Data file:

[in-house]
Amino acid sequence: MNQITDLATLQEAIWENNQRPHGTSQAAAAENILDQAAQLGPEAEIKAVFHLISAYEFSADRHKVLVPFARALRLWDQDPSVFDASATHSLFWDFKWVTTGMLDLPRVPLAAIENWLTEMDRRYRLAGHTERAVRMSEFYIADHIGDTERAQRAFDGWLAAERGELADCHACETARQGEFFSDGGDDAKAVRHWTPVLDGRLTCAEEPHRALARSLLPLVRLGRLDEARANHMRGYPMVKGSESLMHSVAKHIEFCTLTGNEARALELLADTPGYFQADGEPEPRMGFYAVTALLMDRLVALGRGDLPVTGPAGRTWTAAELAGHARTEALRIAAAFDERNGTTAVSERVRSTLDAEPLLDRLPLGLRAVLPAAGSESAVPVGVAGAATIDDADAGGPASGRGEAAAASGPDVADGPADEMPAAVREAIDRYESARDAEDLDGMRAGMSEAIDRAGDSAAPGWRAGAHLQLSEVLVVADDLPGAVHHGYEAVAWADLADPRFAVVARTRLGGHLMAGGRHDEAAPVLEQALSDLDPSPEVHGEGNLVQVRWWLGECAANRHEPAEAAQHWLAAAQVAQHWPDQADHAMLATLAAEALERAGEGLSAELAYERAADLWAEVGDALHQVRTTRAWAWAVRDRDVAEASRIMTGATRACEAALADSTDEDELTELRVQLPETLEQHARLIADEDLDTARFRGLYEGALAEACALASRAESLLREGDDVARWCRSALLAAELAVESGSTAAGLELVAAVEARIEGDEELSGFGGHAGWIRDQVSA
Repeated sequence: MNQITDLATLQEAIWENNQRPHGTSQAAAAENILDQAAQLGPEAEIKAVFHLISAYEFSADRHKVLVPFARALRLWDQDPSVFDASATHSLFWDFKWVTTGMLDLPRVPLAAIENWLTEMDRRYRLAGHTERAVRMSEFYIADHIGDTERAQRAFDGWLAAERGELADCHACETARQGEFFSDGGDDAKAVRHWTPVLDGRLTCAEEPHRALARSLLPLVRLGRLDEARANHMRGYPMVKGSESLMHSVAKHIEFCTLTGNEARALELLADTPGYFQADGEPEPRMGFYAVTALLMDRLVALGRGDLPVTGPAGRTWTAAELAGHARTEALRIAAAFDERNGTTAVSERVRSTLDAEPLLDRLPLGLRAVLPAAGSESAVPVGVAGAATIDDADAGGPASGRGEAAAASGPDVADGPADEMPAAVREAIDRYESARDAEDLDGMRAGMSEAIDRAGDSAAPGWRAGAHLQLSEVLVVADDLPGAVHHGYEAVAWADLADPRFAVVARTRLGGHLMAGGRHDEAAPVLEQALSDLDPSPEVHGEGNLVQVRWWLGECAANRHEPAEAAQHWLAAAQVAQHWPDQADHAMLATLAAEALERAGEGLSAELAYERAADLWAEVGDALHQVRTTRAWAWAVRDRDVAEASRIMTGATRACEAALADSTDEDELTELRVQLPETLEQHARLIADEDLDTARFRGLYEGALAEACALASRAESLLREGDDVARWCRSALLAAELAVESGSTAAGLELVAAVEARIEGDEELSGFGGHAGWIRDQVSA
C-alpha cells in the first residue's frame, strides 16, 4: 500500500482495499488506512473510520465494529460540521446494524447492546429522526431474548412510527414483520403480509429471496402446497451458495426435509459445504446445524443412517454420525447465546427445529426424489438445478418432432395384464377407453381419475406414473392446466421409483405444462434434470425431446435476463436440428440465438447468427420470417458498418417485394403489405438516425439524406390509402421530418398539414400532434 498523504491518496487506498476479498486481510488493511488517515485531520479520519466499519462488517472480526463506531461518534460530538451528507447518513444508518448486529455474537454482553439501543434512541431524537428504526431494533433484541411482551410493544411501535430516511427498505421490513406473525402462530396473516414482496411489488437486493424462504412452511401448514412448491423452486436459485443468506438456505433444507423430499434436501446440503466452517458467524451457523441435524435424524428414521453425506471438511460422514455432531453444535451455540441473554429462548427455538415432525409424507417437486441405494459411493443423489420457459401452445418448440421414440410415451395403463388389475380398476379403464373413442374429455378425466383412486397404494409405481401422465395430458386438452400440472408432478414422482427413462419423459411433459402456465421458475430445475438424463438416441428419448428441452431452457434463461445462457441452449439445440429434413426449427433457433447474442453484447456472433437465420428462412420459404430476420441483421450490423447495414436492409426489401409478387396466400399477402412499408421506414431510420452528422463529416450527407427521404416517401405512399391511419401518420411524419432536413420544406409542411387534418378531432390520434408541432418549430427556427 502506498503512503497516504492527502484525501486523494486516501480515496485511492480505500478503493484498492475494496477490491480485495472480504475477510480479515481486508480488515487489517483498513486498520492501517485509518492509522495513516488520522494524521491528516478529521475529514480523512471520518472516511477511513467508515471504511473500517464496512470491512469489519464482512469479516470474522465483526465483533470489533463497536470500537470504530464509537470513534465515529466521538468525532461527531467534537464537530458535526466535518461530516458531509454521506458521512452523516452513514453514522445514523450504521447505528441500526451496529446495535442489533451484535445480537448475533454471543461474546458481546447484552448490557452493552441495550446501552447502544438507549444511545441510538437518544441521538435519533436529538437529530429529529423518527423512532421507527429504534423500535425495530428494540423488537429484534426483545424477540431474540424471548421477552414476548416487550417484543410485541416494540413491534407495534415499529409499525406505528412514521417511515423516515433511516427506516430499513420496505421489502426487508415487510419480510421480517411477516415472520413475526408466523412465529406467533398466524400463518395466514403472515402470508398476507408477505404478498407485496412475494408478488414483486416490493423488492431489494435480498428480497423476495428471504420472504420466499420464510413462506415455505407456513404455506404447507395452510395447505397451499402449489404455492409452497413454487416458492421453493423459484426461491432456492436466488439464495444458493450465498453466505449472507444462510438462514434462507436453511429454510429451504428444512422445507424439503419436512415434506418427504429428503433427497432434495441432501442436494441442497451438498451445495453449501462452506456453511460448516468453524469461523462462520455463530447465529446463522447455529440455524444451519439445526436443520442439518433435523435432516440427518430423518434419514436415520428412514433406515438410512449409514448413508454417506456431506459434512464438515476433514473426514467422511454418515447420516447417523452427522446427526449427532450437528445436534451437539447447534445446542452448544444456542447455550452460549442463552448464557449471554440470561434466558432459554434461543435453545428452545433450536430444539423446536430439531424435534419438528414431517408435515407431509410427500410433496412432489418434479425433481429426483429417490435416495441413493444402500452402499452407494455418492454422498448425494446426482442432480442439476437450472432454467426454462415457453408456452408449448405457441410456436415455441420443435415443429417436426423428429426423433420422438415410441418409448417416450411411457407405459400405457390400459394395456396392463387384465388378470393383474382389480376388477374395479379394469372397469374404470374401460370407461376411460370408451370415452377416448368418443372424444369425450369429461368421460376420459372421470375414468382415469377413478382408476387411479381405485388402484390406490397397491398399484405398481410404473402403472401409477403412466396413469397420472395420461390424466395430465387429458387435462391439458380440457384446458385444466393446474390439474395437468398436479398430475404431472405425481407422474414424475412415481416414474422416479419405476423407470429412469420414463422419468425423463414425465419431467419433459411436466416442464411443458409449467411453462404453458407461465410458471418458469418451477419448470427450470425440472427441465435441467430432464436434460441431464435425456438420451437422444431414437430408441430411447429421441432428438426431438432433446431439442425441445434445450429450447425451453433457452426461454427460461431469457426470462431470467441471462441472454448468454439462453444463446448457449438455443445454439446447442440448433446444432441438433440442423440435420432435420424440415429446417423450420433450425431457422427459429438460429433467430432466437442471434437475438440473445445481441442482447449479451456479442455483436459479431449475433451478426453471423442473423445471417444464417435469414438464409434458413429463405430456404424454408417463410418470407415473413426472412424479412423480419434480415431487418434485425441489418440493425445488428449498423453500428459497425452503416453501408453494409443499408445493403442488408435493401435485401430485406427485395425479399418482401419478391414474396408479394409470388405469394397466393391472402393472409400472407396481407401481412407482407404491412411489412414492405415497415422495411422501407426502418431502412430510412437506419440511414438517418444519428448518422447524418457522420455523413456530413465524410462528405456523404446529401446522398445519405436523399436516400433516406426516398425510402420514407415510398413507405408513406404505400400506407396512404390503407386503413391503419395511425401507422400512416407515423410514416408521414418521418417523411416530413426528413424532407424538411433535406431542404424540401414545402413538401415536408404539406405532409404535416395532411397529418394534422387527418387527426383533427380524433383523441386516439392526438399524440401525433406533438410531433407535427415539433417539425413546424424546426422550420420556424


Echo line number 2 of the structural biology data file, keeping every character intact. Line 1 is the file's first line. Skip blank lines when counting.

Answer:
Amino acid sequence: MNQITDLATLQEAIWENNQRPHGTSQAAAAENILDQAAQLGPEAEIKAVFHLISAYEFSADRHKVLVPFARALRLWDQDPSVFDASATHSLFWDFKWVTTGMLDLPRVPLAAIENWLTEMDRRYRLAGHTERAVRMSEFYIADHIGDTERAQRAFDGWLAAERGELADCHACETARQGEFFSDGGDDAKAVRHWTPVLDGRLTCAEEPHRALARSLLPLVRLGRLDEARANHMRGYPMVKGSESLMHSVAKHIEFCTLTGNEARALELLADTPGYFQADGEPEPRMGFYAVTALLMDRLVALGRGDLPVTGPAGRTWTAAELAGHARTEALRIAAAFDERNGTTAVSERVRSTLDAEPLLDRLPLGLRAVLPAAGSESAVPVGVAGAATIDDADAGGPASGRGEAAAASGPDVADGPADEMPAAVREAIDRYESARDAEDLDGMRAGMSEAIDRAGDSAAPGWRAGAHLQLSEVLVVADDLPGAVHHGYEAVAWADLADPRFAVVARTRLGGHLMAGGRHDEAAPVLEQALSDLDPSPEVHGEGNLVQVRWWLGECAANRHEPAEAAQHWLAAAQVAQHWPDQADHAMLATLAAEALERAGEGLSAELAYERAADLWAEVGDALHQVRTTRAWAWAVRDRDVAEASRIMTGATRACEAALADSTDEDELTELRVQLPETLEQHARLIADEDLDTARFRGLYEGALAEACALASRAESLLREGDDVARWCRSALLAAELAVESGSTAAGLELVAAVEARIEGDEELSGFGGHAGWIRDQVSA